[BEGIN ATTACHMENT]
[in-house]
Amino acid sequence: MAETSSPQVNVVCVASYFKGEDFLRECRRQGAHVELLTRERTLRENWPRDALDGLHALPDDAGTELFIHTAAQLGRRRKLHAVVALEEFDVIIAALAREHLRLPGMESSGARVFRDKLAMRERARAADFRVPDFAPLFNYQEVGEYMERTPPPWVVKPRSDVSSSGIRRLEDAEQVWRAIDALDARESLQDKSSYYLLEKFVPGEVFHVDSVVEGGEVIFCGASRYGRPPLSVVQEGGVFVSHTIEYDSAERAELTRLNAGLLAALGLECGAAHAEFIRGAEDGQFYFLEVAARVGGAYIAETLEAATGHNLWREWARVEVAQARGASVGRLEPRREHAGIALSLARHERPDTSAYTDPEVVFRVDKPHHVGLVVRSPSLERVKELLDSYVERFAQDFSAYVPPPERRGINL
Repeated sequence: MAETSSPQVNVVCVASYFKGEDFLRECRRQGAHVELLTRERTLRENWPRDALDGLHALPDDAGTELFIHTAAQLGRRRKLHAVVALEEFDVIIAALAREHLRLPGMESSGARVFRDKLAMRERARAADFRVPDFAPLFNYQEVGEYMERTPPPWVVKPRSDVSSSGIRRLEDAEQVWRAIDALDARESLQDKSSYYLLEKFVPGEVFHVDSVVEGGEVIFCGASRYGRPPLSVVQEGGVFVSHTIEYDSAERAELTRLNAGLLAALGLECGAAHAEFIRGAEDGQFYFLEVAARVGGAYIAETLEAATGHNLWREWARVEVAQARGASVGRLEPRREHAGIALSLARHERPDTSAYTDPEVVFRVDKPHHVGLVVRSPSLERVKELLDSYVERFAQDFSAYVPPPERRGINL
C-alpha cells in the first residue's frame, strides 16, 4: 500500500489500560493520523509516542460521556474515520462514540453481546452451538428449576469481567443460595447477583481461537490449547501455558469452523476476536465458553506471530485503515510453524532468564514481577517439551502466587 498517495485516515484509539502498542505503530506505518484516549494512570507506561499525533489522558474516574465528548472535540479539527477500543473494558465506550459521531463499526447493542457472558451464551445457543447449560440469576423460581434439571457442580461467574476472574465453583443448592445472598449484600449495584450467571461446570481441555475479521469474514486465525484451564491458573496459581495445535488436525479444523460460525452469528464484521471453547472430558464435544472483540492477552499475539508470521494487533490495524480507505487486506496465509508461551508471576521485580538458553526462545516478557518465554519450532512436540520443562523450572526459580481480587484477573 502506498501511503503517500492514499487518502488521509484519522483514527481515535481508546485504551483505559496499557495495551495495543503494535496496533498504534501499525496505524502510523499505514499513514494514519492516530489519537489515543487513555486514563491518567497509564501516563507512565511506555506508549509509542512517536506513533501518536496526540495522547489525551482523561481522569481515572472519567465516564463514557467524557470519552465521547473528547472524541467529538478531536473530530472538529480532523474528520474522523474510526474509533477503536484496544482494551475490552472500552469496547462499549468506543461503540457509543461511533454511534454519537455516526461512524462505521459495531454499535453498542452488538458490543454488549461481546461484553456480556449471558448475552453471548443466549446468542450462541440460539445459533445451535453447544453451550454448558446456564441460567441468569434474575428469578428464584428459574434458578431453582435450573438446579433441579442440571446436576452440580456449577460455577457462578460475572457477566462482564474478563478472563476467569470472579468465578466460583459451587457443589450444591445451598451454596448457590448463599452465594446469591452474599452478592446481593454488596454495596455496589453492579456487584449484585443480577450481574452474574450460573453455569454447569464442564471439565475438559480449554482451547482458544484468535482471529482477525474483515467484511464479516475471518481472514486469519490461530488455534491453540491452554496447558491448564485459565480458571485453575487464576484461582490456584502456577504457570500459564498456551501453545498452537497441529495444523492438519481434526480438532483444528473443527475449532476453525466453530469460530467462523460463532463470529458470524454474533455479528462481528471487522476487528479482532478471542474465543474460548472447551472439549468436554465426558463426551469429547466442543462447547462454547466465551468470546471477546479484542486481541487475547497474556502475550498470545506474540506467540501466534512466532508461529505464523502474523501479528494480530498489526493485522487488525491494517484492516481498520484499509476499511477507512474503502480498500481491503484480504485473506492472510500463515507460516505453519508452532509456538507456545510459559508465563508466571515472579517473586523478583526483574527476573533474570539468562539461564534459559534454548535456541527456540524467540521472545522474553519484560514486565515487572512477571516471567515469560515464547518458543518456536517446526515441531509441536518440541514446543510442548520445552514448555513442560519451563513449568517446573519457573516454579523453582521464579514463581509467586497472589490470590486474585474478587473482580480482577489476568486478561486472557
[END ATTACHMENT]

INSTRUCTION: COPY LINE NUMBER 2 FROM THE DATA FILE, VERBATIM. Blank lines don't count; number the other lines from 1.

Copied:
Amino acid sequence: MAETSSPQVNVVCVASYFKGEDFLRECRRQGAHVELLTRERTLRENWPRDALDGLHALPDDAGTELFIHTAAQLGRRRKLHAVVALEEFDVIIAALAREHLRLPGMESSGARVFRDKLAMRERARAADFRVPDFAPLFNYQEVGEYMERTPPPWVVKPRSDVSSSGIRRLEDAEQVWRAIDALDARESLQDKSSYYLLEKFVPGEVFHVDSVVEGGEVIFCGASRYGRPPLSVVQEGGVFVSHTIEYDSAERAELTRLNAGLLAALGLECGAAHAEFIRGAEDGQFYFLEVAARVGGAYIAETLEAATGHNLWREWARVEVAQARGASVGRLEPRREHAGIALSLARHERPDTSAYTDPEVVFRVDKPHHVGLVVRSPSLERVKELLDSYVERFAQDFSAYVPPPERRGINL